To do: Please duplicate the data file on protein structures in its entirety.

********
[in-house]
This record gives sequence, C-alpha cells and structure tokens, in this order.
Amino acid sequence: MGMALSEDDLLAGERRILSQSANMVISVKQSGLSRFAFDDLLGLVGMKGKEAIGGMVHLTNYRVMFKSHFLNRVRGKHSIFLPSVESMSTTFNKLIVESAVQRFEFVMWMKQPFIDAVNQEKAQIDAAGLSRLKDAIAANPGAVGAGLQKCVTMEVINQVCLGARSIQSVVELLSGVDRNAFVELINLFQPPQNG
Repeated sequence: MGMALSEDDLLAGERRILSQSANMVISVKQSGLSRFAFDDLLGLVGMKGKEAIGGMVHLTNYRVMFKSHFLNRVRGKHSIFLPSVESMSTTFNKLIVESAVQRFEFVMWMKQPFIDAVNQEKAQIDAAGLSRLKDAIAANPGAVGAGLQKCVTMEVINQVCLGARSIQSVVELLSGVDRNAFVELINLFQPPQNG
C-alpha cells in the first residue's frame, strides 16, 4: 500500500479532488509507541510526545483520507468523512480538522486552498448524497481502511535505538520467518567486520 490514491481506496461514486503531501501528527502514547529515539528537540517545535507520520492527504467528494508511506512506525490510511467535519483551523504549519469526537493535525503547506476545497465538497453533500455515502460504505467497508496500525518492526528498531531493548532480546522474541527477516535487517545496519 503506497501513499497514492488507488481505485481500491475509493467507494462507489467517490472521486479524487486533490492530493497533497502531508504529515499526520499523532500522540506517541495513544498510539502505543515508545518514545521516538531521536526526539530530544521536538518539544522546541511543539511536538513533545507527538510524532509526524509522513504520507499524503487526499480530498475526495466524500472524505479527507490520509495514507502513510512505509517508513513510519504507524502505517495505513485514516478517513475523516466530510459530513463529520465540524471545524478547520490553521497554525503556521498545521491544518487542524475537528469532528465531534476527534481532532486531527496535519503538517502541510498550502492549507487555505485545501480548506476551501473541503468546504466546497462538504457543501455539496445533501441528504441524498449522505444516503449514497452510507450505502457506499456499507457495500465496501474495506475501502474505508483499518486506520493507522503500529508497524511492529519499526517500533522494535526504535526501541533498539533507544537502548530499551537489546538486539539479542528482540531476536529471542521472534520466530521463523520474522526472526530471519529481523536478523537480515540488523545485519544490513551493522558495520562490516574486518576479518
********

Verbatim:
[in-house]
This record gives sequence, C-alpha cells and structure tokens, in this order.
Amino acid sequence: MGMALSEDDLLAGERRILSQSANMVISVKQSGLSRFAFDDLLGLVGMKGKEAIGGMVHLTNYRVMFKSHFLNRVRGKHSIFLPSVESMSTTFNKLIVESAVQRFEFVMWMKQPFIDAVNQEKAQIDAAGLSRLKDAIAANPGAVGAGLQKCVTMEVINQVCLGARSIQSVVELLSGVDRNAFVELINLFQPPQNG
Repeated sequence: MGMALSEDDLLAGERRILSQSANMVISVKQSGLSRFAFDDLLGLVGMKGKEAIGGMVHLTNYRVMFKSHFLNRVRGKHSIFLPSVESMSTTFNKLIVESAVQRFEFVMWMKQPFIDAVNQEKAQIDAAGLSRLKDAIAANPGAVGAGLQKCVTMEVINQVCLGARSIQSVVELLSGVDRNAFVELINLFQPPQNG
C-alpha cells in the first residue's frame, strides 16, 4: 500500500479532488509507541510526545483520507468523512480538522486552498448524497481502511535505538520467518567486520 490514491481506496461514486503531501501528527502514547529515539528537540517545535507520520492527504467528494508511506512506525490510511467535519483551523504549519469526537493535525503547506476545497465538497453533500455515502460504505467497508496500525518492526528498531531493548532480546522474541527477516535487517545496519 503506497501513499497514492488507488481505485481500491475509493467507494462507489467517490472521486479524487486533490492530493497533497502531508504529515499526520499523532500522540506517541495513544498510539502505543515508545518514545521516538531521536526526539530530544521536538518539544522546541511543539511536538513533545507527538510524532509526524509522513504520507499524503487526499480530498475526495466524500472524505479527507490520509495514507502513510512505509517508513513510519504507524502505517495505513485514516478517513475523516466530510459530513463529520465540524471545524478547520490553521497554525503556521498545521491544518487542524475537528469532528465531534476527534481532532486531527496535519503538517502541510498550502492549507487555505485545501480548506476551501473541503468546504466546497462538504457543501455539496445533501441528504441524498449522505444516503449514497452510507450505502457506499456499507457495500465496501474495506475501502474505508483499518486506520493507522503500529508497524511492529519499526517500533522494535526504535526501541533498539533507544537502548530499551537489546538486539539479542528482540531476536529471542521472534520466530521463523520474522526472526530471519529481523536478523537480515540488523545485519544490513551493522558495520562490516574486518576479518